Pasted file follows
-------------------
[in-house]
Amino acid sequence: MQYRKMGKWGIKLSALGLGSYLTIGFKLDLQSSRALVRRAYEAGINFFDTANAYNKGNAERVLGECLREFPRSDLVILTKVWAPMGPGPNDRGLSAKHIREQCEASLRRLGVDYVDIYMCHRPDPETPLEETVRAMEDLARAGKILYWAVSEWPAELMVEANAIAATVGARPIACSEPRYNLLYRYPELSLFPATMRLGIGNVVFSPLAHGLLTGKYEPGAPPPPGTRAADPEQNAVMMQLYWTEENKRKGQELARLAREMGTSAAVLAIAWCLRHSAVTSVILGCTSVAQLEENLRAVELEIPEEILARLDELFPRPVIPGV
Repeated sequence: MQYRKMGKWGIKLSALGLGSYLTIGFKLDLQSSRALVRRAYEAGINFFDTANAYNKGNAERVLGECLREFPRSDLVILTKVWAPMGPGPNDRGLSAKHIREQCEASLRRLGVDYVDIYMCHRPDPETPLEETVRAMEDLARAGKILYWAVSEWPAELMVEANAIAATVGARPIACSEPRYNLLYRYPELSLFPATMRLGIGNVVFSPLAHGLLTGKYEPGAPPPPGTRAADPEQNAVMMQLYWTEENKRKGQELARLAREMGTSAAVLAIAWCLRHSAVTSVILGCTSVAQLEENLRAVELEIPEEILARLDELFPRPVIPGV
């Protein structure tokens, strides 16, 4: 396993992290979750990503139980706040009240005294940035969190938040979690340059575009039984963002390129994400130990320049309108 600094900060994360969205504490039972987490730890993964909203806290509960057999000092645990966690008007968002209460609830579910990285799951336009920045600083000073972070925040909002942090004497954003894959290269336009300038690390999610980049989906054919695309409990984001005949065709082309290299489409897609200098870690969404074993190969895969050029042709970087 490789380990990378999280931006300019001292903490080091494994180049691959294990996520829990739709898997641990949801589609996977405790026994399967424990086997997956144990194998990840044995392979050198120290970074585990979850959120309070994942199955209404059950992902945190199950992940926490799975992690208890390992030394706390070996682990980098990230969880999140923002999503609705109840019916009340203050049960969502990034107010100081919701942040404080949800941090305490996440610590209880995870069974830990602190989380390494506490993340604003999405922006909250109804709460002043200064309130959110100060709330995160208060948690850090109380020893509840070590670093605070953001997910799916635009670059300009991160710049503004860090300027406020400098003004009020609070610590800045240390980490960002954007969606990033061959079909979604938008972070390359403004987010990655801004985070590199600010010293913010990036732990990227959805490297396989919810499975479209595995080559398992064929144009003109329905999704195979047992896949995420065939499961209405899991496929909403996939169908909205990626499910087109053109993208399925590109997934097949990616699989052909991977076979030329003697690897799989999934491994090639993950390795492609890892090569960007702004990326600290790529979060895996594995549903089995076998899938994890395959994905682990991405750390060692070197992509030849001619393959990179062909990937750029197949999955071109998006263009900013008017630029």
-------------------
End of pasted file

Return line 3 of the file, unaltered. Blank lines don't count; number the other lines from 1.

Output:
Repeated sequence: MQYRKMGKWGIKLSALGLGSYLTIGFKLDLQSSRALVRRAYEAGINFFDTANAYNKGNAERVLGECLREFPRSDLVILTKVWAPMGPGPNDRGLSAKHIREQCEASLRRLGVDYVDIYMCHRPDPETPLEETVRAMEDLARAGKILYWAVSEWPAELMVEANAIAATVGARPIACSEPRYNLLYRYPELSLFPATMRLGIGNVVFSPLAHGLLTGKYEPGAPPPPGTRAADPEQNAVMMQLYWTEENKRKGQELARLAREMGTSAAVLAIAWCLRHSAVTSVILGCTSVAQLEENLRAVELEIPEEILARLDELFPRPVIPGV